- Your knees sit far out in front, which can cause knee problems, especially when you use heavy weight loads.
What’s the Verdict?
Weighing the positives and negatives, I don’t recommend that athletes use the Hack Squat in their training programs. Despite the ability to lift extremely heavy loads, its failure to engage the stabilizer muscles and fixed range of motion make this machine more suited for bodybuilders than athletes. Athletes need to train in a free range of motion.
When it comes right down to it, nothing beats free weights. I’d much rather see someone do a 300-pound Back Squat than a 600-pound Hack Squat. Try both and you’ll notice how much harder the Back Squat is.
RELATED: Squat 101: A How-To Guide
Here are a few exercises I recommend instead of the Hack Squat:
- Barbell Back or Front Squats
- Bulgarian Split Squats (front or back barbell placement)
- Dumbbell Curtsy Lunges
- Barbell Hip Thrust
All of that said, there are instances where the Hack Squat is OK. Specifically, if you’re coming back from an injury, the added stability is extremely valuable. It’s typically used to get the muscles firing again and build a base of strength, and once that’s established, free weight exercises are preferred.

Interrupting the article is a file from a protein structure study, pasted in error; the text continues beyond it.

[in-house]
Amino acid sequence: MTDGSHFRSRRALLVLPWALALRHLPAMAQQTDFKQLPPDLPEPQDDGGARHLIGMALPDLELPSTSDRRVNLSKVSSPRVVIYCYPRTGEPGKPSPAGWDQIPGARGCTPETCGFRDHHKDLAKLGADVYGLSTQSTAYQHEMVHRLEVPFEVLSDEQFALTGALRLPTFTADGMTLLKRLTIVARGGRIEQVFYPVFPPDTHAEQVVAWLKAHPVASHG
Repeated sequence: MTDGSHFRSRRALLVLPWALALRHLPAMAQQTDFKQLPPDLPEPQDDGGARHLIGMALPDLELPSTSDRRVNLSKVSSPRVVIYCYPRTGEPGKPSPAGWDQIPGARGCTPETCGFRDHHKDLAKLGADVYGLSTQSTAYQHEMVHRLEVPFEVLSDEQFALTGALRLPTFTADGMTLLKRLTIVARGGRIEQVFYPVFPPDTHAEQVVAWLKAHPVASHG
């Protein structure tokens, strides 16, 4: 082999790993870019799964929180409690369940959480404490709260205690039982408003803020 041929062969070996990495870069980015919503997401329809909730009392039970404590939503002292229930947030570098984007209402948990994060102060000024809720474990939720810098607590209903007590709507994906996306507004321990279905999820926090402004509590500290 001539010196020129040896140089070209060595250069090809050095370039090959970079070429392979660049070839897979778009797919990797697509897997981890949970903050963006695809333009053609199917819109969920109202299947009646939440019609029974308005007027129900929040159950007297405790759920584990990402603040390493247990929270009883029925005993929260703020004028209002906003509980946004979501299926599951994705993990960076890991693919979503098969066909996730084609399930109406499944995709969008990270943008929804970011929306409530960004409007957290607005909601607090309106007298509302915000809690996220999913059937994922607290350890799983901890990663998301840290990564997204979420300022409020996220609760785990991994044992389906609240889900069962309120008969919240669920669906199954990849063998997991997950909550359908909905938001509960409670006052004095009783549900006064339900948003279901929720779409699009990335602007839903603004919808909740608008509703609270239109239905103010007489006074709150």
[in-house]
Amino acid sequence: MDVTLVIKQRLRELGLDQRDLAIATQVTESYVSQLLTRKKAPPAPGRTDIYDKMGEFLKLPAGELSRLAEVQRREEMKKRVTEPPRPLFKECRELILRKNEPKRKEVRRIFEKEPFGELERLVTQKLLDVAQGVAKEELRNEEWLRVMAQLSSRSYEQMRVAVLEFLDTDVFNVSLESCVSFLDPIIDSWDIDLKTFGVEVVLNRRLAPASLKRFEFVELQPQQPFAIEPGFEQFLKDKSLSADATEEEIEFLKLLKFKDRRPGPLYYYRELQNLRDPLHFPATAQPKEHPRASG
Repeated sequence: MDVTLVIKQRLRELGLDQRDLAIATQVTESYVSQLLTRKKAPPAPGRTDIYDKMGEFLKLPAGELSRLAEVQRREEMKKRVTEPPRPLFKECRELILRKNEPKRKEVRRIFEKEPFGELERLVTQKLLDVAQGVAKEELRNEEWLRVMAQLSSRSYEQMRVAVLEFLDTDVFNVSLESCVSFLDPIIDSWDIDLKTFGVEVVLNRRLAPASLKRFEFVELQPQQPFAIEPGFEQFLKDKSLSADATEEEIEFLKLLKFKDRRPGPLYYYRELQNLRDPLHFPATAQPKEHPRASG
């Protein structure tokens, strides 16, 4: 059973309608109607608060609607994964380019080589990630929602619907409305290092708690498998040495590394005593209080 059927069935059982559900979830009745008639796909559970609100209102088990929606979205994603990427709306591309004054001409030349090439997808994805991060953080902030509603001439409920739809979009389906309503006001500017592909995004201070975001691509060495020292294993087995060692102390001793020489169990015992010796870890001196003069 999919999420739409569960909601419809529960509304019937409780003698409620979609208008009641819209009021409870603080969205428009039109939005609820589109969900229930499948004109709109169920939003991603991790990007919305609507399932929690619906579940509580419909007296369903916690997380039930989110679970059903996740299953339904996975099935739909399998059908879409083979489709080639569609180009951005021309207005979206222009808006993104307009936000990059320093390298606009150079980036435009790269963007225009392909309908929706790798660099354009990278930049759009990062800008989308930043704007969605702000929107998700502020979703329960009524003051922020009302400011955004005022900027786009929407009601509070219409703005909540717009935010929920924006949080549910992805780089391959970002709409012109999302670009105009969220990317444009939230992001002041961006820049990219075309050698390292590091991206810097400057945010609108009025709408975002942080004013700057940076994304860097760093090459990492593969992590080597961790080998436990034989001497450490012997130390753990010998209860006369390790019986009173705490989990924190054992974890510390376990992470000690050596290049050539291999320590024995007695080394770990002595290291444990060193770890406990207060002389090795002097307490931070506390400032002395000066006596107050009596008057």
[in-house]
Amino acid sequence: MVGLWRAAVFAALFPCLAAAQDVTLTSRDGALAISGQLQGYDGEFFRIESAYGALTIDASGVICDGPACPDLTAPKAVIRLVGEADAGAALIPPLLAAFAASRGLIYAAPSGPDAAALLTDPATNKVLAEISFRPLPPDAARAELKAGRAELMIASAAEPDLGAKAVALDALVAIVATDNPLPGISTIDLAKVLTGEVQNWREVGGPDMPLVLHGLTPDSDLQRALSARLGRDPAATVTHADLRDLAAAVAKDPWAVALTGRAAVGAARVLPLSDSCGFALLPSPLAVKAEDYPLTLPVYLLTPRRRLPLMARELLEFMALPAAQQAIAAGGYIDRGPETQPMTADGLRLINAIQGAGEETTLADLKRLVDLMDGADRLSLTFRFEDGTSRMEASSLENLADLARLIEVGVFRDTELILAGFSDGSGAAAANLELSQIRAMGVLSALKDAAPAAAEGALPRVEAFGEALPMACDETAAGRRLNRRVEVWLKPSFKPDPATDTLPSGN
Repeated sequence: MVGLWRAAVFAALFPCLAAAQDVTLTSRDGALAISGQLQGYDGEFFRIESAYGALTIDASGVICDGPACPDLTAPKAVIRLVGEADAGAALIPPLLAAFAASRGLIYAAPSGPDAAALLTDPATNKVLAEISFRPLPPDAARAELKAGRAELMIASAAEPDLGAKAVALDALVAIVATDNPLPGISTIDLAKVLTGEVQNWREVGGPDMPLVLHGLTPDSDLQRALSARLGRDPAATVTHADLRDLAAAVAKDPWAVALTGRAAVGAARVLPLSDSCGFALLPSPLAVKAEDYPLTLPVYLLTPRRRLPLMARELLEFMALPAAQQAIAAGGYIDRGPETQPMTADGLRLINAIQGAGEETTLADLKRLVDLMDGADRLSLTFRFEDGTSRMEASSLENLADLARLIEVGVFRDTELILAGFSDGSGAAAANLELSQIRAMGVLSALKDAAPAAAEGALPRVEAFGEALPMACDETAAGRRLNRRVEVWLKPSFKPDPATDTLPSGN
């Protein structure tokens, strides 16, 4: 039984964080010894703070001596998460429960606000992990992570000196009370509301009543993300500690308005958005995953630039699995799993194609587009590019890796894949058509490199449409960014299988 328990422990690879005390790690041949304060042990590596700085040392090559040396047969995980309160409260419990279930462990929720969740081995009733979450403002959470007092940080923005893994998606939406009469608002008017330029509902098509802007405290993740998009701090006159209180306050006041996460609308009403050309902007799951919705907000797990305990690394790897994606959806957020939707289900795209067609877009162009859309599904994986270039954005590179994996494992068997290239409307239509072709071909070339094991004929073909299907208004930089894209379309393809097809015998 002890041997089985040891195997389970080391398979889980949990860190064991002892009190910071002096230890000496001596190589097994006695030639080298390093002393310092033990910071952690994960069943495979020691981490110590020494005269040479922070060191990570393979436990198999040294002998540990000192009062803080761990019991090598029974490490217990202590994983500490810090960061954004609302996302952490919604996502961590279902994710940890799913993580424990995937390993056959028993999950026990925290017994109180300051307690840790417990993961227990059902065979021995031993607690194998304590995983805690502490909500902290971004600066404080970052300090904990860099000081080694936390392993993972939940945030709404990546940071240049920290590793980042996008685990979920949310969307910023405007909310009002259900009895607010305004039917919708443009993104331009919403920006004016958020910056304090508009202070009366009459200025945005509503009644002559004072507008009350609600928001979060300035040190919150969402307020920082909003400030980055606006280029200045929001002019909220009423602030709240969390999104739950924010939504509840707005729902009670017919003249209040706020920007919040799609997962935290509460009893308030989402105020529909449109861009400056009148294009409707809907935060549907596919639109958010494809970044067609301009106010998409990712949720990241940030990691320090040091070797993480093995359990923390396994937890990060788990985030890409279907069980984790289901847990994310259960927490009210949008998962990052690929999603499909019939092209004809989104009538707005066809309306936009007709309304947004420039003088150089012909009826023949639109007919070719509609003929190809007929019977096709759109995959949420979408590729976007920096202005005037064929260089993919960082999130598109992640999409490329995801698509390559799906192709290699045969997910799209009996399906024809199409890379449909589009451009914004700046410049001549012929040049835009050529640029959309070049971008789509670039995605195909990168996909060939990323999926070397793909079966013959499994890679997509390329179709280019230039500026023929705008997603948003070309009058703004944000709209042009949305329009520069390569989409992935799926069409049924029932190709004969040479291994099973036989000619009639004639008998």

Photo Credit: Getty Images // Thinkstock
The Hack Squat: Target Muscles, Benefits, Exercise Instructions, And Variations
The hack squat is much different than the conventional free weight barbell squat. But both movements target the same primary muscles groups and the strength benefits are very similar as well. However, it’s beneficial to know where the two contrast and how to incorporate the hack squat in your training regime.
Now, the hack squat is generally safe to perform for most people and it’s unique in that you’re at an angle during the movement. And there are benefits to this which we’ll discuss but it’s hard to go wrong with the hack squat as it’s a viable alternative to the barbell squat. However, it’s definitely not a replacement, especially if you’re training for complete development.
Here’s some detailed information about this functional movement, with exercise instructions, and some neat variations…
The hack squat is a compound movement which works all lower-body muscles (quadriceps, hamstrings, glutes, calves, and hip flexors) and the core muscles; which include the rectus abdominis and internal/external obliques.